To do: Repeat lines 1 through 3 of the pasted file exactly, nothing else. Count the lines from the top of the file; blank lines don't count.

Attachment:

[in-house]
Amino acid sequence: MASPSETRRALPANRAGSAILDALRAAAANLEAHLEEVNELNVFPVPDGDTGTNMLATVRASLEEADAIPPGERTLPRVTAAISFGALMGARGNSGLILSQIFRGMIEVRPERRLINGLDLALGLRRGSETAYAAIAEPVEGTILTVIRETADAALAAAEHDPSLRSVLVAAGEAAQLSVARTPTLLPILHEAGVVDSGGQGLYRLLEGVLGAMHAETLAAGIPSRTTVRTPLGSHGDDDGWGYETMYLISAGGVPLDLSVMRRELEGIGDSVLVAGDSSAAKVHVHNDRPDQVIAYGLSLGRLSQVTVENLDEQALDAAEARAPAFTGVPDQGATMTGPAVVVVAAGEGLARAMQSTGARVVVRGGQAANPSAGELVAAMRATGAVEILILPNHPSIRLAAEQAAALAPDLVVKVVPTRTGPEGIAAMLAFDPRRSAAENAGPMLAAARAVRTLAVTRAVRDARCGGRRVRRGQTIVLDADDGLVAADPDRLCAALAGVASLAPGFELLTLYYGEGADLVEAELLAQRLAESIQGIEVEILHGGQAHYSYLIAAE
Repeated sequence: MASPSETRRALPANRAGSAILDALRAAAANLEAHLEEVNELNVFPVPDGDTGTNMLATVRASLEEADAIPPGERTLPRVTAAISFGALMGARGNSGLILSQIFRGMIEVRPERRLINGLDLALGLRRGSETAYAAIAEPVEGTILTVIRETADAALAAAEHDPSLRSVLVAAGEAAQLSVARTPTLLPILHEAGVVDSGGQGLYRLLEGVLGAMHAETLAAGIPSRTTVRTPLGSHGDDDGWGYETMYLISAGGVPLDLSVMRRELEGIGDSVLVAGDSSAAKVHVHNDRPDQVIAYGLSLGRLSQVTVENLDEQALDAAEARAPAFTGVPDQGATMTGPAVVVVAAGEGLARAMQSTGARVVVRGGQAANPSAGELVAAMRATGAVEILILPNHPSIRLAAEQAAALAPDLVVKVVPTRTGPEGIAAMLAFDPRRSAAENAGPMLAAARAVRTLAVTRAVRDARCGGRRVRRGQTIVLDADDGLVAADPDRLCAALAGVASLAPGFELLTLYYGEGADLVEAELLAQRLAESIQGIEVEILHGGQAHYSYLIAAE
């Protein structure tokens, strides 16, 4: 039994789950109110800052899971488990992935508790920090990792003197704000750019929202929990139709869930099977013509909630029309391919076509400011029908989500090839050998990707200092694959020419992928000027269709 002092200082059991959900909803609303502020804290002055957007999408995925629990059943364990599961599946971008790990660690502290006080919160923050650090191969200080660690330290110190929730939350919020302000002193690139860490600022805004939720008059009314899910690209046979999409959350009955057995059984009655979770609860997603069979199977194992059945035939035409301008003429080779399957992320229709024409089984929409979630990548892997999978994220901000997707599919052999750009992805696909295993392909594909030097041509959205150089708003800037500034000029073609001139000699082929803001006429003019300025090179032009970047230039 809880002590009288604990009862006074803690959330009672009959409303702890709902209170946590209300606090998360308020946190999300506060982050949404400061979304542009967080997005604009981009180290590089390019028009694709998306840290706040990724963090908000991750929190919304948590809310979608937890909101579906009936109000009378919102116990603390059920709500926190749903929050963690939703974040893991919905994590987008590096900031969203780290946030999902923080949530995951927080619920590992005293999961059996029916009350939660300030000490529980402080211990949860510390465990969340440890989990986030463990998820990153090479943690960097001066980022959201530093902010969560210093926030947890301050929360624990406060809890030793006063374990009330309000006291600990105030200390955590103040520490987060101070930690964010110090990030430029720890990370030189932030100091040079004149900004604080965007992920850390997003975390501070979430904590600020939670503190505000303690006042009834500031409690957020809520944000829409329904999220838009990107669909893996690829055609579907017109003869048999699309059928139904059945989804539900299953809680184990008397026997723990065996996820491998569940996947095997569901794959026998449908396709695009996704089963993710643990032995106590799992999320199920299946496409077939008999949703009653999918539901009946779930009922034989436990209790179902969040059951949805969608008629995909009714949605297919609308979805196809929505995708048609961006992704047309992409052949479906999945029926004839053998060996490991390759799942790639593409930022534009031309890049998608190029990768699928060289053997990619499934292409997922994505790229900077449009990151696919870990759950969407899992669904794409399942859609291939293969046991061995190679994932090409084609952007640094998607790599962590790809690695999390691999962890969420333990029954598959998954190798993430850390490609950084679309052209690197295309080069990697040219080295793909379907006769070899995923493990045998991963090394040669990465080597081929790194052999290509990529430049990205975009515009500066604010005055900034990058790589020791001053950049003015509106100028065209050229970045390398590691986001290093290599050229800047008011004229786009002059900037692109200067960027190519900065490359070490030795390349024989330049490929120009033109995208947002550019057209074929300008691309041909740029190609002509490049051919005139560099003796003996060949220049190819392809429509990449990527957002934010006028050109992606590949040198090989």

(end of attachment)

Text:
[in-house]
Amino acid sequence: MASPSETRRALPANRAGSAILDALRAAAANLEAHLEEVNELNVFPVPDGDTGTNMLATVRASLEEADAIPPGERTLPRVTAAISFGALMGARGNSGLILSQIFRGMIEVRPERRLINGLDLALGLRRGSETAYAAIAEPVEGTILTVIRETADAALAAAEHDPSLRSVLVAAGEAAQLSVARTPTLLPILHEAGVVDSGGQGLYRLLEGVLGAMHAETLAAGIPSRTTVRTPLGSHGDDDGWGYETMYLISAGGVPLDLSVMRRELEGIGDSVLVAGDSSAAKVHVHNDRPDQVIAYGLSLGRLSQVTVENLDEQALDAAEARAPAFTGVPDQGATMTGPAVVVVAAGEGLARAMQSTGARVVVRGGQAANPSAGELVAAMRATGAVEILILPNHPSIRLAAEQAAALAPDLVVKVVPTRTGPEGIAAMLAFDPRRSAAENAGPMLAAARAVRTLAVTRAVRDARCGGRRVRRGQTIVLDADDGLVAADPDRLCAALAGVASLAPGFELLTLYYGEGADLVEAELLAQRLAESIQGIEVEILHGGQAHYSYLIAAE
Repeated sequence: MASPSETRRALPANRAGSAILDALRAAAANLEAHLEEVNELNVFPVPDGDTGTNMLATVRASLEEADAIPPGERTLPRVTAAISFGALMGARGNSGLILSQIFRGMIEVRPERRLINGLDLALGLRRGSETAYAAIAEPVEGTILTVIRETADAALAAAEHDPSLRSVLVAAGEAAQLSVARTPTLLPILHEAGVVDSGGQGLYRLLEGVLGAMHAETLAAGIPSRTTVRTPLGSHGDDDGWGYETMYLISAGGVPLDLSVMRRELEGIGDSVLVAGDSSAAKVHVHNDRPDQVIAYGLSLGRLSQVTVENLDEQALDAAEARAPAFTGVPDQGATMTGPAVVVVAAGEGLARAMQSTGARVVVRGGQAANPSAGELVAAMRATGAVEILILPNHPSIRLAAEQAAALAPDLVVKVVPTRTGPEGIAAMLAFDPRRSAAENAGPMLAAARAVRTLAVTRAVRDARCGGRRVRRGQTIVLDADDGLVAADPDRLCAALAGVASLAPGFELLTLYYGEGADLVEAELLAQRLAESIQGIEVEILHGGQAHYSYLIAAE